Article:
TORONTO (10/21/2003) - By the end of 2002 there were less than 20,000 hotspots found globally. By the end of this year, there will be almost 46,000 -- but according to the findings of a report released on Monday, Canada represents a small slice of the Wi-Fi pie.
The latest Global Wi-Fi report from Pyramid Research (PYR) indicates that North America will lag behind Asia-Pacific by more than 13,000 deployed hotspots by year-end -- Asia-Pacific will have 24,292 and North America will have 10,970 -- 1,100 of which will be in Canada.
John Yunker, an analyst with Cambridge, Mass.-based PYR said that although Canada's hotspots will only make up 1,100 of the almost 11,000 North American hotspots by the end of the year, the numbers have to be put into perspective.
If you look at the U.S., 10,000 sounds like a lot of hotspots, but a third of those are T-Mobile's Starbucks locations, which is a money losing operation, Yunker said.
"If you take Starbucks out of the equation, the number in the U.S. drops considerably."
Although there is a significant difference between Asia-Pacific and North America, Yunker noted that hotspots are throwing Asia "off the charts." For example, Korea Telecom alone will deploy 15,000 hotspots by year-end, said Yunker.
"If you were to take (Korea) out of the equation, Asia, North America and Europe would all be in a dead heat," he added.
Although North America's numbers seem small when compared to Asia-Pacific, Yunker said having over 10,000 hotspots is significant. He added that in the future, hotspot counting will be less relevant than the type of business model being used.
The number of hotspots alone don't necessarily make a network valuable, it's the type of location and the business model behind it, Yunker said.
"Korea is such a small country and most of the people live in cities so it's natural to do hotspot deployments there," Yunker explained. "If you take Canada or the U.S. where there's huge areas of wide open space and there is a lot more suburban living going on, it's a little more challenging to get a high Wi-Fi hotspot per capita deployment."
Yunker said that as Wi-Fi technology continues to evolve, users will see carriers, both fixed and mobile, using Wi-Fi to complement existing services.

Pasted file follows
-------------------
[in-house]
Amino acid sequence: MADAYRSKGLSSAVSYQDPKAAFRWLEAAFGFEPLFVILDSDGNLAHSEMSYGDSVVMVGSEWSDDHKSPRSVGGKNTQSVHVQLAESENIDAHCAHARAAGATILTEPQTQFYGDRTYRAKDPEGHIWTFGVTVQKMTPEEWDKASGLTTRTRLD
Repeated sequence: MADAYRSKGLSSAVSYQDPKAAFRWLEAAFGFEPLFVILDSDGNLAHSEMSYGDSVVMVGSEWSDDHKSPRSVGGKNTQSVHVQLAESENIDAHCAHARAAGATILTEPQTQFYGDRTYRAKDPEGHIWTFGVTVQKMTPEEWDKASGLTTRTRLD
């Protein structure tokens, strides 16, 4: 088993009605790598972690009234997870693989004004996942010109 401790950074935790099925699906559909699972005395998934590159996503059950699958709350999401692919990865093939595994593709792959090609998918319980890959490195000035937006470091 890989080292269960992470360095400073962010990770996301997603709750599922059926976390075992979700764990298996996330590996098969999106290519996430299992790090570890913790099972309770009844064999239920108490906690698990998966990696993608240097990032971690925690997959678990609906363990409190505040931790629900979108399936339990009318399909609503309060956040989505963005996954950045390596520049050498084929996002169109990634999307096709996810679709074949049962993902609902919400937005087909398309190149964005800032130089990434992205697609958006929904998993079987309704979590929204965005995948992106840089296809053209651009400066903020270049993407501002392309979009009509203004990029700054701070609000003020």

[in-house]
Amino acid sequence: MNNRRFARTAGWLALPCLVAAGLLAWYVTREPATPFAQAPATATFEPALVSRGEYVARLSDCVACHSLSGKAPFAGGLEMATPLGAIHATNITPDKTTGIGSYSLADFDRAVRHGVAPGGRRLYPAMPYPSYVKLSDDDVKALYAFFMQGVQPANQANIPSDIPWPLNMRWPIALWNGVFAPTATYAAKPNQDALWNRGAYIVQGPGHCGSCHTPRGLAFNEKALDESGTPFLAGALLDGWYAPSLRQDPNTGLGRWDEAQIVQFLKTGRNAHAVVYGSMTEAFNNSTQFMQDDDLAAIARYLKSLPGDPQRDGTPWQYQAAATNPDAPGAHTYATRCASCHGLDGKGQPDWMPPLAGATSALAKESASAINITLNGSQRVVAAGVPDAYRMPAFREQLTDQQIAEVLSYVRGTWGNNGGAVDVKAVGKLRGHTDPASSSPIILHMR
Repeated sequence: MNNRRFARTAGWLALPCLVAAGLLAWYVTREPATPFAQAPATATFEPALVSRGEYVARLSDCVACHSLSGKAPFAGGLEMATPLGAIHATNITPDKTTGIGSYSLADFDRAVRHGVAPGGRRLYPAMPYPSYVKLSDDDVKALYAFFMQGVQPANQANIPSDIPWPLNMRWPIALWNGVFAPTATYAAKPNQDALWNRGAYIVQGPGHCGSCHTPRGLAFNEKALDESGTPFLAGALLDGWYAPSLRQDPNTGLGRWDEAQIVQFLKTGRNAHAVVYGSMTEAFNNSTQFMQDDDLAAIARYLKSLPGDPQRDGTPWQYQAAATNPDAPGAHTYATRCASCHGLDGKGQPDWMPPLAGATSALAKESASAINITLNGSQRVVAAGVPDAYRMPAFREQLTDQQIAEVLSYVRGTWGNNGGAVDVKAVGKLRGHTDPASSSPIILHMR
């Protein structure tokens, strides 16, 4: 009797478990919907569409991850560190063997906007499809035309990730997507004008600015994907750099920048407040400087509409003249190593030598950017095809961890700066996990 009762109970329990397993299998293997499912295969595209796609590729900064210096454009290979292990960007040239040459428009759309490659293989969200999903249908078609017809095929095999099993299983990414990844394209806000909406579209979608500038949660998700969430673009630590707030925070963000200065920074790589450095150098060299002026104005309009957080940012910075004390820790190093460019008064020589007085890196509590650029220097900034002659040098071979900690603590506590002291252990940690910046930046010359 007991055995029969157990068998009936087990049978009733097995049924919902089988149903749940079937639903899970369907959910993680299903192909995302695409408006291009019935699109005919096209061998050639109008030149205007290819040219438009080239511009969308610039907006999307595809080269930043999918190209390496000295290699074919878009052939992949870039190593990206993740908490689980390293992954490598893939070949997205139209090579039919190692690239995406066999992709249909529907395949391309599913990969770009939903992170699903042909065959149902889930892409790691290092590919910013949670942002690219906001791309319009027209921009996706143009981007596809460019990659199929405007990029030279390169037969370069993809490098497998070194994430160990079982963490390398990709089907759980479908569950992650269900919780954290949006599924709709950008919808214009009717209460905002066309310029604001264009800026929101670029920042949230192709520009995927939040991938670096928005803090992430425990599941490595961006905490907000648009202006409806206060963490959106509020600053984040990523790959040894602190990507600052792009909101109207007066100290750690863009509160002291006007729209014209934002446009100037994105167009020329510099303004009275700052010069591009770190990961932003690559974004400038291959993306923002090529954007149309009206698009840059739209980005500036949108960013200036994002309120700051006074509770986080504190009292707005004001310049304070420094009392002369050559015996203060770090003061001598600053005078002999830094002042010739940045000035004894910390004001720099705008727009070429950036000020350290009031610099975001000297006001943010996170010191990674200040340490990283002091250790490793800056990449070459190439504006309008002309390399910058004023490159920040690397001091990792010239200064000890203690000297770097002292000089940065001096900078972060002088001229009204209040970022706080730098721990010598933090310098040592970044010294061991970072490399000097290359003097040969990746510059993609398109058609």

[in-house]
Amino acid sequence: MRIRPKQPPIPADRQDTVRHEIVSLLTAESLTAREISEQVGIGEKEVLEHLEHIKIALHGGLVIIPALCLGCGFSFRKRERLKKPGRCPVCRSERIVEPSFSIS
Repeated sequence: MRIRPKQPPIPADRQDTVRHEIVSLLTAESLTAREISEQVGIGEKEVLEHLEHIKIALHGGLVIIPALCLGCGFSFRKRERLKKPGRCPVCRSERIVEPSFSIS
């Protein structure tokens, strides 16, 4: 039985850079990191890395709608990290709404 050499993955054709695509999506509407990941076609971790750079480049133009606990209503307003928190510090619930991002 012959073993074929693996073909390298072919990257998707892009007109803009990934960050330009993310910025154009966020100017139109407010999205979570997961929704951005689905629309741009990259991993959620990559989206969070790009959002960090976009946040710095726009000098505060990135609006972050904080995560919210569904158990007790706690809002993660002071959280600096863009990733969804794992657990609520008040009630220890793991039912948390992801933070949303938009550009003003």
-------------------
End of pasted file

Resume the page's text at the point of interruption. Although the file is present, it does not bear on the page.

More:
Wi-Fi is not going to be a cash cow by any means. It will be used more strategically to gain customers or retain customers or sell them additional services and products, Yunker said.
Because wireless technology is changing quickly, Yunker said it is possible that technologies including WiMAX -- a technology which can be used as an alternative to traditional T-1 technology, as a point-to-point digital circuit provided by telephone companies or as a digital subscriber line (DSL) substitution for broadband connection to the Internet -- may take over at hotspots, but that the locations themselves aren't going anywhere.
"The thing about hotspots is that it's hard to say that they will go away anytime soon just because it is a very efficient and cost effective way to deliver broadband data within a local area. It doesn't get much better than that," he explained.
Although WiMAX has been a recognized standard since January by the Institute of Electrical and Electronics Engineers (IEEE), Yunker said it will probably live in Wi-Fi's shadow for at least another ten years.
The reason that some users may believe that Wi-Fi is a passing fad is due to the absence of a real business model for commercial Wi-Fi service, Yunker said. He added that this will not kill Wi-Fi because the top two locations to use the technology are the home and office.
"(Wi-Fi) is one of those things -- it's kind of addictive. It's hard to give up."
According to a study released by IDC Canada Ltd. in August entitled Use of Corporate Wireless LAN by Canadian Enterprises, Q1 2003, 31 per cent of large businesses and 18 per cent of medium-sized firms are currently using wireless LANs (WLANs). According to IDC, this represents a three per cent increase in WLAN use in both market segments from a year ago.